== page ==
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Album Review: U2’s ‘No Line on the Horizon’

By Michael Walsh / Asst. Entertainment Editor

U2, love them or hate them, must be given credit. Since their first album in 1980, the band has had the same four-man lineup and has stayed successful keeping their sound fresh and ever-changing.

The band’s latest album, No Line on the Horizon, is their first album since 2004 and another example of how U2 tends to make things different.

For me, U2 has always been a band that sits in the middle ground of my musical taste. Rarely do I ever find myself listening to any U2 albums from start to beginning before finding myself wandering away from it to something more pleasing to my ears. In fact, outside of songs like “Sunday Bloody Sunday” and “Where the Streets Have No Name”, most of their work strikes me as unmemorable and simplistic sounding mainstream rock.

No Line on the Horizon is a bit different. It by no means is a perfect album or an album that has made me become a U2 fan, but it is most certainly an enjoyable listening experience. Brian Eno, whose latest critical achievement in producing Coldplay’s Viva la Viva or Death and All His Friends, joins U2 once again to produce and add his touch to the new album. If the first few tracks are any indication, the touch paid off. The album, which opens with the title track “No Line on the Horizon”, impresses from the get go.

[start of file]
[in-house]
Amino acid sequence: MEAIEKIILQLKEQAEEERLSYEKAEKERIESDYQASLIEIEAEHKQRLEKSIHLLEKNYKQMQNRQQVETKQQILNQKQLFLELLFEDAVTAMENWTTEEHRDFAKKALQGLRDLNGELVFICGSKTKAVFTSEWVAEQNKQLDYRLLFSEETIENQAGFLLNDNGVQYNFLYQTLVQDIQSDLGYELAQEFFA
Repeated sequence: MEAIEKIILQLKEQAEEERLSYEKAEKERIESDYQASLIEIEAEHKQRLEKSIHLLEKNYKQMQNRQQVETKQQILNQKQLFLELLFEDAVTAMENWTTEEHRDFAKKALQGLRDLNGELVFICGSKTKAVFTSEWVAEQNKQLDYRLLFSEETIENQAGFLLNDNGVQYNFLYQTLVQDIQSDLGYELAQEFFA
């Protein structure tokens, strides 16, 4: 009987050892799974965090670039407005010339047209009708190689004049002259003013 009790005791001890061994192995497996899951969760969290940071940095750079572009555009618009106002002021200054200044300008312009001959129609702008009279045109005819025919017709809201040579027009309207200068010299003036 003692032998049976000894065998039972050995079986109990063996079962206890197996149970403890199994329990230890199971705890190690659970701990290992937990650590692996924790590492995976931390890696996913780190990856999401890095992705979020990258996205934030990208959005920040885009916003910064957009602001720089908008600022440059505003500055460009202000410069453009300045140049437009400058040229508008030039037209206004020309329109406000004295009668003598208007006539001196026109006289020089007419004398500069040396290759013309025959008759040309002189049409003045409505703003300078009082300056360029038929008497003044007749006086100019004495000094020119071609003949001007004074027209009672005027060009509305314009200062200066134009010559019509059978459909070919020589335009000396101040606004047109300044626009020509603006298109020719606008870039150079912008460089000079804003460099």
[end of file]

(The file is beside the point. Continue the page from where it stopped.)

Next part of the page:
The opening title track is an energetic barrage. Bono still has a voice. The album proceeds to “Magnificent” which at first doesn’t sound like a U2 song at all. The guitar at the beginning is mean and angry. Bono’s vocals add a lot to the second song.

No Line on the Horizon is an album that grows on you. When I first listened to the album a few weeks ago I wasn’t sure what to think. The songs are catchy, enjoyable and fun. The Eno touch is alive and well on tracks like the first single “Get on Your Boots”, “I’ll Go Crazy If I Don’t Go Crazy Tonight” and “Stand Up Comedy”. The industrial and electronic vibe on “Get on Your Boots” seems to be a first for the band.

For a band that has released 12 studio albums in nearly 30 years, it’s hard to ask for more than what we’ve received here. As a non-fan of U2, I greatly appreciated and enjoyed their newest effort. It might not have made me become an Edge-head, but I do have new respect for the group that just won’t go away.